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For decades, Irish taoisigh have been getting letters suggesting alternatives to the national anthem

Some people even wrote their own.

Ireland's rugby team lines up for the national anthem in
Ireland's rugby team lines up for the national anthem in
Image: Brian Keane/INPHO

WITH ITS REFERENCES to rifles, fighting and roaring cannons, Ireland’s national anthem has frequently provoked debate

This has been the case in recent years but government documents released to the national archives under the 30-year have shown that the debate has gone back decades. 

In fact, documents from various departments have shown that successive taoisigh and presidents have been contacted by citizens here and abroad about the potential to change the anthem. 

These calls were common throughout The Troubles but specific events, like the IRFU not using the anthem at the 1987 Rugby World Cup, also caused a spike in correspondence.

Such correspondence frequently argued that softenting the military edge of the song could be beneficial to peace efforts in Northern Ireland.

“At the AGM of the Southern Movement for Peace this year, our group the Waterford Peace People brought up the question of the National Anthem and the inappropriateness of the words we sing to present day Ireland,” Máire McKay wrote to Taoiseach Garret Fitzgerald in 1982.

Another, Sister Mary Magdalene, wrote to President Patrick Hillery in 1977 that the lyrics of the anthem “have no meaning” because Irish people “do not man the gap of danger” or sit under “starry heaven”.  

In the case of the inaugural Rugby World Cup in Australia and New Zealand in 1987, the IRFU chose to use the Rose of Tralee ahead of its matches.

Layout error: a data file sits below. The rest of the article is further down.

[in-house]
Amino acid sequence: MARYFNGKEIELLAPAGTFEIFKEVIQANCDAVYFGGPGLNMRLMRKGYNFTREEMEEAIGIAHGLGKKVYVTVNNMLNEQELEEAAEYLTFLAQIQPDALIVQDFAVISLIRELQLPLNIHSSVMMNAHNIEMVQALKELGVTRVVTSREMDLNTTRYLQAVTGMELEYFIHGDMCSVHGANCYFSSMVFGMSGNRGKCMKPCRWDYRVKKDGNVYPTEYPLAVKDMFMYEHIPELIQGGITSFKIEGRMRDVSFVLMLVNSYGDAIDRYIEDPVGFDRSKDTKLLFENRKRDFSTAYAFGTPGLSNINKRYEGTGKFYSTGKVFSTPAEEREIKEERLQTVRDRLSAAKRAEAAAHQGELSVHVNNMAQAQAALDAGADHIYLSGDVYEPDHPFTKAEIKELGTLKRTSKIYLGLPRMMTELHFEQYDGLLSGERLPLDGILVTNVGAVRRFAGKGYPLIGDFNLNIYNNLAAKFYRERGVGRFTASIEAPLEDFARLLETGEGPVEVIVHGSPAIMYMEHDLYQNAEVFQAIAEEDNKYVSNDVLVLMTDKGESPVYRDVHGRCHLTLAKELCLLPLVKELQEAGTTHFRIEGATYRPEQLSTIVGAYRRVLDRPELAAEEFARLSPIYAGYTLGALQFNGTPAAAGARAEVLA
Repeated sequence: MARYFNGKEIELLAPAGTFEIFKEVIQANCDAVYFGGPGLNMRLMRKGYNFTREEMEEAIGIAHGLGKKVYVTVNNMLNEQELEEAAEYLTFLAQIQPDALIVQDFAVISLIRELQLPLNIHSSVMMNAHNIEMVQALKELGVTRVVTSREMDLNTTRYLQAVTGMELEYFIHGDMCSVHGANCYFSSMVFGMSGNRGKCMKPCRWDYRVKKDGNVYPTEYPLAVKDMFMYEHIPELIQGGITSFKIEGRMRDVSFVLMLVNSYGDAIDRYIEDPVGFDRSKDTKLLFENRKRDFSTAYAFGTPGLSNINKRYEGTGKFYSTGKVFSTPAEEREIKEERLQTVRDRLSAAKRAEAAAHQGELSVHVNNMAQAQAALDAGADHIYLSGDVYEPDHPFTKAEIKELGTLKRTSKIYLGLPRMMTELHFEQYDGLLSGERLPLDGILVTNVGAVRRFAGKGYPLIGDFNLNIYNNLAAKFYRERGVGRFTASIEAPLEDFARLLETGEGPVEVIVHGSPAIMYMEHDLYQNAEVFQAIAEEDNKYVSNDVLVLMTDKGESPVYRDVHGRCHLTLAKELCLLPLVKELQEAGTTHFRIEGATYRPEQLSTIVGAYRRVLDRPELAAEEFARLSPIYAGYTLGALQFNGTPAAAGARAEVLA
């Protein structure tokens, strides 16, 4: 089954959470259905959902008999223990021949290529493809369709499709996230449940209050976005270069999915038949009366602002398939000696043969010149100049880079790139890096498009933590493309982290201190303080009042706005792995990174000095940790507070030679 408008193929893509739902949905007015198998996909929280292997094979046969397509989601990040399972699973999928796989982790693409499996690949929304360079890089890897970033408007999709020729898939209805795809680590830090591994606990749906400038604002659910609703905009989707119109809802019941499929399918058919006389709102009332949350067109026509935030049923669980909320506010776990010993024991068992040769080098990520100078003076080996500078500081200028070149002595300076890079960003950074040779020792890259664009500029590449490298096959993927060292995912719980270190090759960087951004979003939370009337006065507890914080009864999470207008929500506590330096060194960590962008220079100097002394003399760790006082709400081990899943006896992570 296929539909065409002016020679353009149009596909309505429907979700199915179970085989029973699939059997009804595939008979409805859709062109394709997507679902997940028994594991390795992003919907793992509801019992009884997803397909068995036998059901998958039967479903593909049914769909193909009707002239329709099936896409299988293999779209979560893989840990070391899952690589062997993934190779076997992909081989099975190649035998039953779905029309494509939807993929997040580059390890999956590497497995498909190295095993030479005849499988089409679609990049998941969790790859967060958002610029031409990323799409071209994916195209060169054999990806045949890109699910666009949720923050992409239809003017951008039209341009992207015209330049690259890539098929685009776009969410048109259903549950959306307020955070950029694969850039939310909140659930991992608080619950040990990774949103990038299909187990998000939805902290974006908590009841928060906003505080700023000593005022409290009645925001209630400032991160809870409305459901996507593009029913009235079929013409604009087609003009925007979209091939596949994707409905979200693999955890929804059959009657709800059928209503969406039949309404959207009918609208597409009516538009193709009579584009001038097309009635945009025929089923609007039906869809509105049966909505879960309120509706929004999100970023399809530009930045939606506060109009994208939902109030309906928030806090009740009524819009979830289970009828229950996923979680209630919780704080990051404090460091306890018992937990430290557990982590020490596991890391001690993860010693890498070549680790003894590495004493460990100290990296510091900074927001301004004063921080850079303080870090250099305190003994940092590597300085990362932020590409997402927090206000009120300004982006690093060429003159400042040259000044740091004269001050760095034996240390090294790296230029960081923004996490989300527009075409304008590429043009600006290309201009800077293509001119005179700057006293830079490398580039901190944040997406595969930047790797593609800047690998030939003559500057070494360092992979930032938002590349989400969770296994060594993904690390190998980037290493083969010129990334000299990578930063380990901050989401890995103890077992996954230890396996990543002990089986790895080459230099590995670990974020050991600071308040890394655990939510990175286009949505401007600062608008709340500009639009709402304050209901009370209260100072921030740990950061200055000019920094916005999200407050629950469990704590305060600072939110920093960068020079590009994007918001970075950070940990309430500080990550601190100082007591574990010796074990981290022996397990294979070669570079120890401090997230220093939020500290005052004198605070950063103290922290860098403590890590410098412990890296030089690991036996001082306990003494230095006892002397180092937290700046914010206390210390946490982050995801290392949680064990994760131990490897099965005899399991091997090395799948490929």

The decision prompted some support, with the Sunday Tribune calling it a “sensible” decision, but also a flurry of correspondence to taoiseach Charlie Haughey against it.

Haughey was in fact previously sent a suggestion for an alternative national anthem by Captain Michael Bowles, f the Army School of music and the RTÉ orchestra.

Bowles suggested that folk song Ámhrán Dóchais (sung below by The Clancy Brothers) would be a suitable alternative to Ámhrán na bhFiann.

Bowles wrote in Irish to Haughey, saying that the song is well-known to Irish speakers and those who’ve attend Irish college. 

Source: The Clancy Brothers - Topic/YouTube

Haughey replied to Bowles, saying it “is a splendid song and the sentiments are grand” but that there is no desire to change the anthem.

“It is of noble origin, it is firmly established and it is a widely accepted symbol of our nationality. In my view it would be historically wrong to change it because of the current situation, which will pass,” Haughey wrote. 

Others went further however, with London-based Derryman TP Strachan even writing his own lyrics for a new national anthem.

Strachan was a member of the Ealing branch of the Corrymeela group, a cross-community organisation that promotes peace and reconciliation in Northern Ireland, and he said it was time for a change. 

Strachan’s alternative national anthem was called ‘Lands of Saints and Heroes’ and he included a copy of the lyrics in to taoiseach Garret Fitzgerald:

O Land of Saints and Heroes beloved by God of old,
to you we vow our loyalty, for you we would be bold
and fight your battles for the right, and march with you towards the light.Great Patrick and Columba, they served the Prince of Peace
and Eire made God’s Holy Land
where love shall never cease.
Lord, drive away all fear and hate
and make our Country truly gate.Dark was the night of sorrow
dividing your good Land.
O come today to make us one with mighty outstretched hand.
You dearly love our country, Lord.Defend us with love’s gentle sword.
And Shepherd Good, now lead us in pastures Green and Sweet,
and Golden be the Sunrise when our unity’s complete, while shines between the glorious White:

“God is our everlasting Light.”

In response, Fitzgerald said that he “appreciates the sentiments” in both the hymn and letter but that Ámhrán na bhFiann has been the national anthem for sixty years and has been “public adopted as such over an even longer period”. 

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Rónán Duffy

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